A little bit from Memory Alpha to provide background for my reasoning: A typical transport sequence began with a coordinate lock, during which the destination was verified and programmed, via the targeting scanners. Obtaining or maintaining a transporter lock enables the transporter operator to know the subject's location, even in motion, allowing ...


25

The possibility is mentioned: In "The Cage" ONE: Now, you all know the situation. We're hoping to transport down inside the Talosian community. SPOCK: If our measurements and readings are an illusion also, one could find oneself materialised inside solid rock. ONE: Nothing will be said if any volunteer wants to back out. Repeated in "The Menagerie ...


22

The season seven episode of DS9 - Field of Fire - has a twist.


21

Sorry for the long answer, but I have a long quotation that's quite on target and I'm trying to include all the facts that I found that pertain to your question. I'm going to my source for this, one I've cited here before, the Star Trek: The Next Generation Writers' Technical Manual, Fourth Season Edition. This was sent to me directly, in a pitch package ...


21

Starfleet vessels are just too small to merit the expenditure of energy on site-to-site transporters when simple turbolifts are sufficient. Star Trek production illustrator Doug Drexler, when discussing the next (next) generation of Starfleet vessels identified that the Enterprise-J would use transporters as the primary method of moving people around. He ...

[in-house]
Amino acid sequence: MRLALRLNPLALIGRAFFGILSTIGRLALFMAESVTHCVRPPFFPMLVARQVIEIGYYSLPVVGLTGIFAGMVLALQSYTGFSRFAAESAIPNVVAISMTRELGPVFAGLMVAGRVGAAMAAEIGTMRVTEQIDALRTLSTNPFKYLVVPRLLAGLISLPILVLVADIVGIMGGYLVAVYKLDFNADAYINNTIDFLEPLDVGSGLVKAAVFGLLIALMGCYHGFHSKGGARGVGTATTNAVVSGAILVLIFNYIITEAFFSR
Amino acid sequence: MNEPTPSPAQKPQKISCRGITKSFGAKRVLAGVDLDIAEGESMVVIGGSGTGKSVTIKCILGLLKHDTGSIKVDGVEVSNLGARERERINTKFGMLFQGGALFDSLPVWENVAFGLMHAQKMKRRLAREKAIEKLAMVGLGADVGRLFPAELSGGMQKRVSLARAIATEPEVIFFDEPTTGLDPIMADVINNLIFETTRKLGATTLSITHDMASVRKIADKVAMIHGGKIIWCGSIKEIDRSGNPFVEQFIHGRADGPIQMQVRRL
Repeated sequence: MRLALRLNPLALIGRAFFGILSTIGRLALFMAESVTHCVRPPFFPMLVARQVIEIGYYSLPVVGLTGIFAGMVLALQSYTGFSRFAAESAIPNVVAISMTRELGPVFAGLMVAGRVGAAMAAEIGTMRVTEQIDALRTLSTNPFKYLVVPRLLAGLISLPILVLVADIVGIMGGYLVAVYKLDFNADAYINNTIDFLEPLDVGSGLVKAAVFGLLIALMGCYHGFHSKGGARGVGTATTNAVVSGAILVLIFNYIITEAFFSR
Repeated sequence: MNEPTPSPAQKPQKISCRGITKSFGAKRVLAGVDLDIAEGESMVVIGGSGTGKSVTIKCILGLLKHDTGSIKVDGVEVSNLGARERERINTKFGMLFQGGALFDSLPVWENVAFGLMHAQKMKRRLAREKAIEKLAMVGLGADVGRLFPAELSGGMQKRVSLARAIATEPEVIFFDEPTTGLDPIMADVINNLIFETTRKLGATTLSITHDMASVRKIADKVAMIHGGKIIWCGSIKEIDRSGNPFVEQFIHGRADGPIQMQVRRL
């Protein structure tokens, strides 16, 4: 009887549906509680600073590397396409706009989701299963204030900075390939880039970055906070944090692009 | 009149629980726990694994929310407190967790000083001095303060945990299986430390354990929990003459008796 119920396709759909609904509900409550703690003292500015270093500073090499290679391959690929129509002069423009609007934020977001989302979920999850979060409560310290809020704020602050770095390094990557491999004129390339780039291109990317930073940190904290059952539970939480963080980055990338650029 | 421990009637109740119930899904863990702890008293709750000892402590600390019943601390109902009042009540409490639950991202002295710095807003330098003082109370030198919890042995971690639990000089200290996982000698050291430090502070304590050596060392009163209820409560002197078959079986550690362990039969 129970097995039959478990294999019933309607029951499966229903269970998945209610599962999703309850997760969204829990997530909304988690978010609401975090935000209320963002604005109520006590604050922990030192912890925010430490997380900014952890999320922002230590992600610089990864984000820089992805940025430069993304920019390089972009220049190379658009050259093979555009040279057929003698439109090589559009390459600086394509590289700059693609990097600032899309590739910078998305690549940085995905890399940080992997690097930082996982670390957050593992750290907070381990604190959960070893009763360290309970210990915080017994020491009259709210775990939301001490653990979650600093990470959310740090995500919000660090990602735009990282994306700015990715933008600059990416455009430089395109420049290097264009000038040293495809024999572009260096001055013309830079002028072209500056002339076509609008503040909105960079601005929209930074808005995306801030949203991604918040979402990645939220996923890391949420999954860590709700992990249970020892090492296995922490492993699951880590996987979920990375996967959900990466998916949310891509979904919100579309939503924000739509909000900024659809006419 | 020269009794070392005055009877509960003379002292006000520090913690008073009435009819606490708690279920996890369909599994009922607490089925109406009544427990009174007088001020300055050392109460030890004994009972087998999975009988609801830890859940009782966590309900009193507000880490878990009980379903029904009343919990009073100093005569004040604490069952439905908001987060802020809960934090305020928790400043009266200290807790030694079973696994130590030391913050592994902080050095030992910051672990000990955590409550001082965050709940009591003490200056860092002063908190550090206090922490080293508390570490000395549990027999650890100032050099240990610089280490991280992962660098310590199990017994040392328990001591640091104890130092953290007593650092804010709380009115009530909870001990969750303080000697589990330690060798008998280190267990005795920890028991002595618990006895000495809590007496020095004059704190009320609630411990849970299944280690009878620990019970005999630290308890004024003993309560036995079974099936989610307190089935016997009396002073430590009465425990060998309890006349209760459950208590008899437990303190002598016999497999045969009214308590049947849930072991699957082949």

21

We know from the film itself that the tank had sufficient volume to contain 400 tonnes of water as well as two large whales. What's not immediately obvious is that the tank is only half full, at least according to the original film script. 218 EXT. OCEAN - UNDERWATER - ILM ELEMENTS George and Gracie, moving slowly through the deep, begin to BEAM OUT.....


20

You're basically replacing one problem with one bigger problem. Surgery is a complex thing, but it's a 400-year-old proven technique that has been extremely enhanced by the available technology. Such technology allows the Federation's medics (and those of other spacefaring cultures) to isolate a problem and perform precision surgery on just that particular ...


19

Yes. In the Star Trek: Deep Space Nine episode "Ferengi Love Songs" FCA agent Brunt beams into Quark's closet on the Ferengi homeworld. On a chain attached to his collar, Brunt wears a bar of gold-pressed latinum. There is other, circumstantial evidence. It seems unlikely that ultra-capitalist Quark travels without any currency on him, yet he was beamed ...